he new Merb MVC framework offers developers exceptional scalability, agility, flexibility, and performance, particularly developers who have been working with Ruby and Rails. In The Merb Way
, author Foy Savas has written a comprehensive guide to using, extending, and deploying Merb. The book covers everything developers need to know to build production-quality Merb applications, offering code examples to jumpstart virtually any project.
Within the scope of a typical Merb application, examples of modeled objects may include users, posts, entries, or comments. These objects are most often persisted in a database through the use of an object-relational mapper (ORM). The default ORM included as part of the standard Merb stack is DataMapper, an ActiveRecord-like ORM that aims to push the boundaries of object/data interaction even more significantly toward the object side.
Chapter 5 of The Merb Way shows you how to work with modeled objects in Merb. Given its acceptance as part of the standard Merb stack, the chapter covers the use of only DataMapper. However, as agnosticism is central to Merb's design, application developers are free to integrate whatever Ruby ORM they may need. For example, you can use ActiveRecord, Sequel, or any of the other options; each of these ORMs is capable of creating, retrieving, updating, and deleting persisted data and is fully supported by the Merb core.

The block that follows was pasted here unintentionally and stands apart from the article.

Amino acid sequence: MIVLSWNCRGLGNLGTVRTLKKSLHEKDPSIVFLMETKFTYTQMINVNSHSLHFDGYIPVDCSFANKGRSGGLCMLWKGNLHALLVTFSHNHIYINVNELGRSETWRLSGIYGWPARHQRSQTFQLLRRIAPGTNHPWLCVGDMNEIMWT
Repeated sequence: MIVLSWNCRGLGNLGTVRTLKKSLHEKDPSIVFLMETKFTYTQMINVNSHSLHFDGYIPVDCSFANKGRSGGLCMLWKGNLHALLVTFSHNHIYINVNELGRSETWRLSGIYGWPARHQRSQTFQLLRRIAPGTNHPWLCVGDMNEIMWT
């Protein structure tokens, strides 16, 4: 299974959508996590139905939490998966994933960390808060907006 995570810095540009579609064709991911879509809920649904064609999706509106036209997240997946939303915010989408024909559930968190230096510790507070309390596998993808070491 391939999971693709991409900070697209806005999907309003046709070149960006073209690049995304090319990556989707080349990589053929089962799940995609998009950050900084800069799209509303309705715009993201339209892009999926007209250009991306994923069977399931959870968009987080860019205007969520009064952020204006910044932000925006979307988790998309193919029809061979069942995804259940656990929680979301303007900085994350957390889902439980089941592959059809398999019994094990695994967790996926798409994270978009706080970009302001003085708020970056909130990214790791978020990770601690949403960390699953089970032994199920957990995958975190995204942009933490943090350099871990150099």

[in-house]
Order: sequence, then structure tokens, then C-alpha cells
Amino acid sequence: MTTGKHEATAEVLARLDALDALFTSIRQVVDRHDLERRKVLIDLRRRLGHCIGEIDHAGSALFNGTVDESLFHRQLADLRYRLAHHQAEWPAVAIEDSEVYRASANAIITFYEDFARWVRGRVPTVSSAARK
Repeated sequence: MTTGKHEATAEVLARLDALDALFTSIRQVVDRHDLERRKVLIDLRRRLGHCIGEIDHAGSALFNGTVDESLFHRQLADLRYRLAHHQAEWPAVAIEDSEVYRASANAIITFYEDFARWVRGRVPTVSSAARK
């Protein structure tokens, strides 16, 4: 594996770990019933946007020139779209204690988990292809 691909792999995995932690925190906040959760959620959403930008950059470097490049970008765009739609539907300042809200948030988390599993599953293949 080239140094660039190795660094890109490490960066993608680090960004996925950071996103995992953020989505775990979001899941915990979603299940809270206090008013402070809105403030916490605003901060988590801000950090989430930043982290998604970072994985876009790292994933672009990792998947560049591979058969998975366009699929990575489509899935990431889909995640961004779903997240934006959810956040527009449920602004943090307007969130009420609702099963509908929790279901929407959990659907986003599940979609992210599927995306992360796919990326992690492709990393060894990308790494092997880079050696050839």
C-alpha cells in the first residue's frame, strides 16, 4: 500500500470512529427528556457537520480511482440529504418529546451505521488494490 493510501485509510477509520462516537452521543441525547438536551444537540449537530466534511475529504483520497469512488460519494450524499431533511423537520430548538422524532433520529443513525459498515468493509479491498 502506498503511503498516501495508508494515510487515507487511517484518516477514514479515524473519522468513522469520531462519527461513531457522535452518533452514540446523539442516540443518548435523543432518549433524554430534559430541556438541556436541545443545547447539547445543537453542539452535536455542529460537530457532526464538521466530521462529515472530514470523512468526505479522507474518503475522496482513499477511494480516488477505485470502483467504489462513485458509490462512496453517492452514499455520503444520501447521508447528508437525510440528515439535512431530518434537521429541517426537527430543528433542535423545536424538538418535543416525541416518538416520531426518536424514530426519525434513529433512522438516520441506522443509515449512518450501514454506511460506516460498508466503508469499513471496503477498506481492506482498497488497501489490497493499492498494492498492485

Read an excerpt of "Chapter 5: Models" from The Merb Way.
|Editor's Note: This excerpt is from the new book, The Merb Way, authored by Foy Savas, published by Addison-Wesley Professional as part of The AW Professional Ruby Series (informit.com/ruby), ISBN 0321606388, Copyright 2009 Pearson Education, Inc. Safari Books Online subscribers can access the book here: http://safari.informit.com/9780321601636.|